During a visit to the U.S.’s southern border in El Paso, Texas, this weekend, New York mayor Eric Adams said that his city “cannot take more” asylum seekers and that federal officials need to step up their response to the crisis.
“Last week, we received 3,100. A week and a half ago, we received 3,100 migrant asylum seekers. And in one day, over 800 — close to 840 — asylum migrant seekers. In one day. That is a record in our city,” Adams told reporters on Sunday.
The mayor called on the federal government to provide further assistance to New York and other cities taking in increased numbers of asylum seekers: “What is our ask today from the national government? We need clear coordination. That was the impetus behind my visit here.”
Adams met with El Paso’s mayor and visited Sacred Heart Church, which has been sheltering migrants, as well as a Border Protection processing facility. He arrived just one week after President Biden visited the city on his first trip to the U.S.-Mexico border as president.
Regarding the expense of accepting and housing asylum seekers, Adams said the costs shouldn’t fall on local governments. “The federal government should pick up the entire course — what El Paso is going through and all of the other municipalities,” he said. “And we need a real leadership moment from FEMA. This is a national crisis. FEMA deals with national crises. FEMA must step up, and there should be one coordinator to coordinate everything that is happening dealing with migrants and asylum seekers in our country.”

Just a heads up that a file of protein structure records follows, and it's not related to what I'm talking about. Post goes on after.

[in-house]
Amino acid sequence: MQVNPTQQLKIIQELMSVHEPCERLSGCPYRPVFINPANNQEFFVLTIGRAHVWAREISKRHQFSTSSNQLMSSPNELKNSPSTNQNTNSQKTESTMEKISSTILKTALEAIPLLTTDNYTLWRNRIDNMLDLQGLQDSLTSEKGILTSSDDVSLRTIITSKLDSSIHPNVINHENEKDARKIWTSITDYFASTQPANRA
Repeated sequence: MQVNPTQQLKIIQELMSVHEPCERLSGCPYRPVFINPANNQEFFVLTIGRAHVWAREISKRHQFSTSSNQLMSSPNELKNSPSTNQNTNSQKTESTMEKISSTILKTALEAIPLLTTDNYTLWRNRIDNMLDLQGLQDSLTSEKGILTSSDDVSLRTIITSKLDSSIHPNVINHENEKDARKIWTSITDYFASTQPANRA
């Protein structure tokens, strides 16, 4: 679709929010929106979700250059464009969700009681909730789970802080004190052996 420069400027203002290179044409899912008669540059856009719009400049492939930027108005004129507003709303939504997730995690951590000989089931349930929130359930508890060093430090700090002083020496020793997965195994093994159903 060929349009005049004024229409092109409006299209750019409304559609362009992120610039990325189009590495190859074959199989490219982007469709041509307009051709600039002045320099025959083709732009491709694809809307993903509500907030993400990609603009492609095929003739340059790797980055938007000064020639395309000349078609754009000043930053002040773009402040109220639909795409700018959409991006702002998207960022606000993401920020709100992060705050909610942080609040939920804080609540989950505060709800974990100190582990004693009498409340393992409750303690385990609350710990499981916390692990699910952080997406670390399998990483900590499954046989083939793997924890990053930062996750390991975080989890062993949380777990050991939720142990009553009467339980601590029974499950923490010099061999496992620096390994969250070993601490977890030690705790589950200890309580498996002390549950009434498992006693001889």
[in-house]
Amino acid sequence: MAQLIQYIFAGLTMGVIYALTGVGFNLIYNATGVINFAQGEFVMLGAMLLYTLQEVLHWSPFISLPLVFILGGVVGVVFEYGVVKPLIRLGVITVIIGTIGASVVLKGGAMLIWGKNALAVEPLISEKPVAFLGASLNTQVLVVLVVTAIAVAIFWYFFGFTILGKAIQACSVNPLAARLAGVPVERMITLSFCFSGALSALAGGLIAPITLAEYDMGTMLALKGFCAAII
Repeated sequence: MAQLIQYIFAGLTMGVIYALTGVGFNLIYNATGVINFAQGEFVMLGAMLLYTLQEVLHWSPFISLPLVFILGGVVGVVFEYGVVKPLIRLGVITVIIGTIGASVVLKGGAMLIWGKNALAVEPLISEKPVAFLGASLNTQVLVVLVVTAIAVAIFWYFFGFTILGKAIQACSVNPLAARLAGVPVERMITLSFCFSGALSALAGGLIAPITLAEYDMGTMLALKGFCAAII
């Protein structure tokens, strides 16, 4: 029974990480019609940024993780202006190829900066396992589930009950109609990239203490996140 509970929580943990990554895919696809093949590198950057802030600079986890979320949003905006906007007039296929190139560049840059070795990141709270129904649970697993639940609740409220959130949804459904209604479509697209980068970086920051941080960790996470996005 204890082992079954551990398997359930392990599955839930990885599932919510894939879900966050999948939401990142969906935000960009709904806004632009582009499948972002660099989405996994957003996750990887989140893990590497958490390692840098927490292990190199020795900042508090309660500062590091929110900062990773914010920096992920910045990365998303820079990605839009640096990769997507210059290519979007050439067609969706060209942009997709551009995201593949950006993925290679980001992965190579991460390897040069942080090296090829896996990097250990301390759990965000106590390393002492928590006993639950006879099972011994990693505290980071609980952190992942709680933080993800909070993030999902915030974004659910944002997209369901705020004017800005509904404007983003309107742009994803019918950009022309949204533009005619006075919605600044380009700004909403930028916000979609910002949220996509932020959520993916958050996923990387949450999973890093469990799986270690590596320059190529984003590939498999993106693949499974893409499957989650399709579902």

In December, the U.S. Supreme Court ruled that Title 42, a pandemic-era policy that limits the entry of asylum seekers, must stay in place while the court considers the full case, but that ruling hasn’t stemmed the tide.
On Friday, City Hall submitted an emergency-aid request to New York State, asking for help in housing 500 migrants that weekend. In a statement, Adams said the city is averaging more than 400 people arriving per day, estimating that New York has welcomed around 40,000 migrants in total in the past few months — all of which he says is “pushing New York City to the brink.”
Adams said he has been in communication with other mayors across the country who are contending with the same situation — including the mayors of Chicago, Houston, and Washington, D.C. Adams said local leaders need to “come together with a unified voice” and that he intends to raise the issue during a trip to Washington, D.C., this week, where he will speak to the U.S. Conference of Mayors.
“We are not pointing the finger at El Paso. We’re not pointing the finger at Houston. We’re pointing the finger where it should be pointed. And that’s our national government. This is a national problem,” he said. “We must have real immigration reform, and we must immediately have a short-term fix of making sure that the course of this does not fall on our local cities.”